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Wednesday, January 19, 2022

Energy proved to be a good bet last year. But now what?

Energy companies defied the odds last year.

Despite the pandemic and the need to phase out fossil fuels to fight global warming, big energy stocks have outperformed the rest of the S&P 500.

Oil and natural gas prices, which rose 59 percent, were the main driver behind the rally in energy stocks.

But the boom was not sustainable. Although energy stocks in the S&P 500 are up about 50 percent, it has been a year of ups and downs.

“The trip there was extreme,” said Liz Ann Saunders, chief investment strategist at Charles Schwab. She warned investors thinking about intervening now to “remember the dangers of chasing the sector’s performance based on what it did last year.”

In 2021, oil prices rebounded from a decline in 2020 and rose in response to rising demand as the coronavirus pandemic eased. This fueled inflation, and consumers grumbled about higher gas station prices.

In November, President Biden led a multilateral effort that included Britain, Japan, South Korea, India and China to free oil from national reserves. OPEC Plus, a group of oil-producing countries, has agreed to gradually increase supplies. Added to the uncertainty over oil prices is the still unclear impact of the Covid-19 Omicron variant on the economic recovery. In the long term, there are serious questions about how the world can move to cleaner forms of energy, such as solar and wind power from oil, coal and natural gas.

David Lebowitz, global markets strategist at JP Morgan Asset Management, said major integrated oil and natural gas producers are working to develop renewable energy technologies to stay relevant. “They have one foot on both sides of the supply line,” he said, “so it’s a way for investors to play both sides of the story if they don’t want to commit.”

Funds investing in the energy industry tend to be dominated by these global companies. For example, Energy Select Sector SPDR, an exchange-traded fund managed by State Street Global Advisors that ended the year with $26.4 billion in assets, had a total return of 53.26 percent in 2021 after a management fee of 0.12 percent. Forty-four percent of the portfolio is invested in two companies, Exxon Mobil and Chevron.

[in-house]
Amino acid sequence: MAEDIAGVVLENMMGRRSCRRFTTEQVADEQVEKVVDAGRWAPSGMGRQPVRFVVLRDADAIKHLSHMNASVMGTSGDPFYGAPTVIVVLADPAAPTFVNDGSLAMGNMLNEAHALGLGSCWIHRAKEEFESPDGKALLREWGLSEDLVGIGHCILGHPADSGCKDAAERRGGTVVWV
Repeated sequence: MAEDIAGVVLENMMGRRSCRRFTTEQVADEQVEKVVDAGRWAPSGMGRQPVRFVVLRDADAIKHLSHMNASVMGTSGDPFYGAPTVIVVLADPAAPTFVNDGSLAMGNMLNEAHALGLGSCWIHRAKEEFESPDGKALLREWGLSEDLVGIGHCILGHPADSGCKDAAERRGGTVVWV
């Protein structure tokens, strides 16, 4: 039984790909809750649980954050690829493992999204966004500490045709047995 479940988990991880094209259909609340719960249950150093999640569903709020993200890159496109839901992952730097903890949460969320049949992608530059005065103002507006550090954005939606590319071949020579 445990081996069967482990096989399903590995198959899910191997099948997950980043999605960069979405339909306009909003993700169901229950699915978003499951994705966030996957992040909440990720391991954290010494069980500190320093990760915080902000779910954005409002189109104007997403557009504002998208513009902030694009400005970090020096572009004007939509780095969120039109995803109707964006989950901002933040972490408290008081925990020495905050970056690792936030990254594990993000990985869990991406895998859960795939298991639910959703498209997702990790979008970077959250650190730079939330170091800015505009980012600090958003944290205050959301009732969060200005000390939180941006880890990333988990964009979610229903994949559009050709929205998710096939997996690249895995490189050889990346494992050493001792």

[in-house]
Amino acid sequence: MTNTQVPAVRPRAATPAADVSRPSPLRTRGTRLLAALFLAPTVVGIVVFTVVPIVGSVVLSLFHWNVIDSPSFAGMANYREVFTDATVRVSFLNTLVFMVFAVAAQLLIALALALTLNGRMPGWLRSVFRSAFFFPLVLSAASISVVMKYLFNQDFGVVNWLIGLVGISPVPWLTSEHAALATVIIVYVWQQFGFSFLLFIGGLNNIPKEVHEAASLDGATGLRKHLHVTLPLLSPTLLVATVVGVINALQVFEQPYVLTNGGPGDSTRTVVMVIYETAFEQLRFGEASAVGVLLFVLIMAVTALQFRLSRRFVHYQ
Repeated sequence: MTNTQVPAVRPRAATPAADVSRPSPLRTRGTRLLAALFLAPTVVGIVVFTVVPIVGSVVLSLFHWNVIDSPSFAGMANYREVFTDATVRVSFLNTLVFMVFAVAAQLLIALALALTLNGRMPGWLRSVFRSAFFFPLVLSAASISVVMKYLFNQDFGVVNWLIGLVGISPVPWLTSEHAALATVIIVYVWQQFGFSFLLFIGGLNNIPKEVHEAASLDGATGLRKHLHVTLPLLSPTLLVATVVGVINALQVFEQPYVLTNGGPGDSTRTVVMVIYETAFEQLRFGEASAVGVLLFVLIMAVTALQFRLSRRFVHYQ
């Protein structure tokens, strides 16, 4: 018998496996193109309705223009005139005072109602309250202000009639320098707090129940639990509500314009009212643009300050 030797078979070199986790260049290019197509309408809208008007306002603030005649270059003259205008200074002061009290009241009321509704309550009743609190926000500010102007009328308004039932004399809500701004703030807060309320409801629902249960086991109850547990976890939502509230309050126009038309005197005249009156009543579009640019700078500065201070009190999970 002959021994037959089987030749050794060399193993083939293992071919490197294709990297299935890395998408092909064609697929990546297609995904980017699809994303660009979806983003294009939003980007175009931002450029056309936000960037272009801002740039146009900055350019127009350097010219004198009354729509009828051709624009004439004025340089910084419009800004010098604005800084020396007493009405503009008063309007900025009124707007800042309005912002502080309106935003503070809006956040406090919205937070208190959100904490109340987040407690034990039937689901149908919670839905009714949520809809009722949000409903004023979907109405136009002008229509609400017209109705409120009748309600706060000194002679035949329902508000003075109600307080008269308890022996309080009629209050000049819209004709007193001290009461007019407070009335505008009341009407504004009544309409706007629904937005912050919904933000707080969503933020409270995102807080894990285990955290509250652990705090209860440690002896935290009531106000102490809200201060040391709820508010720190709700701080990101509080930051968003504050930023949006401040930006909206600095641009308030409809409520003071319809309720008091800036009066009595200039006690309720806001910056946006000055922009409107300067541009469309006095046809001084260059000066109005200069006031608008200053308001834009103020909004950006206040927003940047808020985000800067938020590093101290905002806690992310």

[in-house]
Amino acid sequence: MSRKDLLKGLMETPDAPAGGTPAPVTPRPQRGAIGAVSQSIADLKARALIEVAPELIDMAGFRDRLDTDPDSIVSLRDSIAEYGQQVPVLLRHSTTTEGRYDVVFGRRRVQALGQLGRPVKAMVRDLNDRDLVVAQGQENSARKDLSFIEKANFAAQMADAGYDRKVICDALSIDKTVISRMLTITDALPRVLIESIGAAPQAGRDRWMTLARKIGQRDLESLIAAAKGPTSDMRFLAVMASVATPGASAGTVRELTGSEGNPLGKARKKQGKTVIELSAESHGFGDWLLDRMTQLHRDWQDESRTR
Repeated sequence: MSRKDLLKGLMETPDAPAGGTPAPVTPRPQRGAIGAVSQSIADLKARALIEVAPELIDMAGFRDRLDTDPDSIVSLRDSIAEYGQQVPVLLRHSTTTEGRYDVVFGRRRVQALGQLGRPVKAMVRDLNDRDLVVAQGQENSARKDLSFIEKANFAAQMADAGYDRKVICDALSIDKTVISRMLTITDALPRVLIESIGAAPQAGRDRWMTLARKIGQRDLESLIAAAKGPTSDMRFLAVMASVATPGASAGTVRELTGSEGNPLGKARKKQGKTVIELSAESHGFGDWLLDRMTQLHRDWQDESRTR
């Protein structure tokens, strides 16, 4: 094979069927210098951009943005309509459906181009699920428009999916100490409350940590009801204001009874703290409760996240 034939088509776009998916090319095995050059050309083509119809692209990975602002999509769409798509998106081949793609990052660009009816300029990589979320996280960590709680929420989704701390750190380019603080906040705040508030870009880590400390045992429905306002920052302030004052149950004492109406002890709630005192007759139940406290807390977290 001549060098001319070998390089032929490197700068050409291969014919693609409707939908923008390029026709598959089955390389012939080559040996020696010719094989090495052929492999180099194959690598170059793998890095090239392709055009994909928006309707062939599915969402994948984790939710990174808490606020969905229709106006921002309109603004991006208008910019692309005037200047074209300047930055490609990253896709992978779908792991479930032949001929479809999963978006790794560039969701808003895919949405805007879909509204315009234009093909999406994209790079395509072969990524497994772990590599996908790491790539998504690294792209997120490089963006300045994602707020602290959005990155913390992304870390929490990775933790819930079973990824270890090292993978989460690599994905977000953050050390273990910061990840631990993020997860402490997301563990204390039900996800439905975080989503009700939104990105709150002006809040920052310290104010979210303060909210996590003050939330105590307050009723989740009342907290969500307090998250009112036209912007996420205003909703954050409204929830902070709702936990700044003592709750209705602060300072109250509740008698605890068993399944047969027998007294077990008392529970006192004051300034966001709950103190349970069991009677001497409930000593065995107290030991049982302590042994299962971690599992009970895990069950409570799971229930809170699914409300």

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Michael Jean, a senior analyst at Epoch Investment Partners, a New York subsidiary of Toronto-Dominion Bank, says US utilities are starting to use solar and wind turbines. “We tiptoe started investing in renewable energy through the utilities sector,” he said. “It’s a good way to make yourself known, because these toll companies are more like toll roads. They are still able to generate cash flow and pay dividends.”

The utility funds, traditionally regarded as stable income generators due to their investments in regulated utilities, posted strong returns last year. The Vanguard Utilities Exchange Traded Fund, with $ 5.6 billion in assets, generated 17.33% return in 2021 after paying a 0.1% management fee. The fund’s profitability was 2.7 percent.

The $ 4.9 billion Vanguard Energy Foundation, which once owned primarily energy companies, has channeled half of its assets into utility holdings since the end of 2020. Last year, the fund’s overall return was 27.71 percent after a management fee of 0.33 percent. According to Morningstar Direct, its yield was 3.63 percent.

What will be the demand for oil in the coming decades remains a key issue for energy investors. A recent Morningstar report predicts that global oil demand will peak around 2030 and then gradually decline. The report estimates that by the middle of this century, the global economy will consume 11 percent less oil than in 2019, largely based on a forecast that more than half of the world’s road traffic will be electric vehicles.

“We are optimistic about the introduction of electric vehicles,” said Dave Meets, director of energy and utilities research at Morningstar. In part, he said, that’s because China is subsidizing the development of electric vehicle technology in hopes of dominating that global market in the future.

But he predicted that in 2050 oil will continue to be needed for sea and air travel around the world. The batteries needed to travel long distances can be too heavy to keep ships and aircraft afloat. He added that jet biofuels from sources such as corn or waste vegetable oil are likely to be more expensive than conventional fuels.

Oil may not be the fuel of the future, but oil consumption will not disappear overnight. As unlikely as it may seem, energy companies will continue to ignore circumstances for a while.

World Nation News Deskhttps://www.worldnationnews.com
World Nation News is a digital news portal website. Which provides important and latest breaking news updates to our audience in an effective and efficient ways, like world’s top stories, entertainment, sports, technology and much more news.
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